Getting back to the bike, as a teen I hung around for a while with Ian Phillips, he riding on his dressed up flag waving super bike covered with extra lights and horns and myself zoomed around Arbroath behind him as quick as our legs would peddle, we took delight in screaming doon the High St passing cars an scaring shoppers who didn't hear our rapid approach. We were awesome at slamming on the rear brake and skidding our bikes sideways to a stop, it was the only way to stop in our show off eyes. There we were two boys in their prime, Ian on his manly steed and myself STILL RIDING MY MOTHERS RALEIGH. big grin


A New Years Resolution; something that goes in one year and out the other.
Pétanque
Wee Smokie


France
220 Posts
Last here:
04 Aug 2018
Posted - 15 Nov 2013 :  11:47:54 AM Show ProfileSend Pétanque a Private Message Reply with Quote
Hi Brian, as always your posts are a joy to read, 'smell memories' a great phrase, don't know if it an Americanism but it is a perfect description. Like you I don't recall the upstairs bike store at Tom Clark's but time effects the memory as we all know. You mentioned your brother Colin, I think we were at school together, another symptom of memory loss. I remember very few of my school friends which is sad and bloody annoying! One of the frustrating things about this site is not remembering, and thanks to people like you the spark is ignited in some post or other and it comes flooding back. Back to bikes, it was Pete who did the Claypotts run, way too tough for me. Weekend bike trips to Brechin were a regular and we used to camp on a wooded hill, it had a name but I can't remember, halfway between Friock and Brechin, we used to go to the nearby farm and buy egg's from the farmers wife for breakfast. I was cycling the hill above our village yesterday and a farmer was plowing the field roadside, the cool autumn day and smell of newly turned earth fair reminded me of Angus bike runs. Happy days.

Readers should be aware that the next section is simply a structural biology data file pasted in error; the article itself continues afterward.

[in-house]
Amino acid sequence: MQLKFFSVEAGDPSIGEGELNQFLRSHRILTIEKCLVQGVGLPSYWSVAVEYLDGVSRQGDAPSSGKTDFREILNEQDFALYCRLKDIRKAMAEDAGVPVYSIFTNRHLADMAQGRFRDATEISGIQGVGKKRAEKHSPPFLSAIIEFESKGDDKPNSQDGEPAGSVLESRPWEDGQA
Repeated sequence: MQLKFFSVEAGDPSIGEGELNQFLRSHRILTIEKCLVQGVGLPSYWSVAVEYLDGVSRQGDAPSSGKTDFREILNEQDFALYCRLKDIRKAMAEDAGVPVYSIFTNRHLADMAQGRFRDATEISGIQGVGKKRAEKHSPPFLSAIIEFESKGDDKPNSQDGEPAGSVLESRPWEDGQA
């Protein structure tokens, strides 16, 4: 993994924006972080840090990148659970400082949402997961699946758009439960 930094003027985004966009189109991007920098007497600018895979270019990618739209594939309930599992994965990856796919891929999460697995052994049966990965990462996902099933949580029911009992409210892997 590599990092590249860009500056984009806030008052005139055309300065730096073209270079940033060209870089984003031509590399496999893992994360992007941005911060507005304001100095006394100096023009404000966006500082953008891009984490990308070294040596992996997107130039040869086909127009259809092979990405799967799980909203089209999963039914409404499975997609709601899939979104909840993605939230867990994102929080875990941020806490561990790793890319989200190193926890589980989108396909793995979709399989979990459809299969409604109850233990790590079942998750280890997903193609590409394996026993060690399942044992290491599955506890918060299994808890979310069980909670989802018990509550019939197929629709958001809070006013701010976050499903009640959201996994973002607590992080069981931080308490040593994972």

flintstone
Master Smokie


flintstone

1695 Posts
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Posted - 15 Nov 2013 :  9:28:46 PM Show ProfileSend flintstone a Private Message Reply with Quote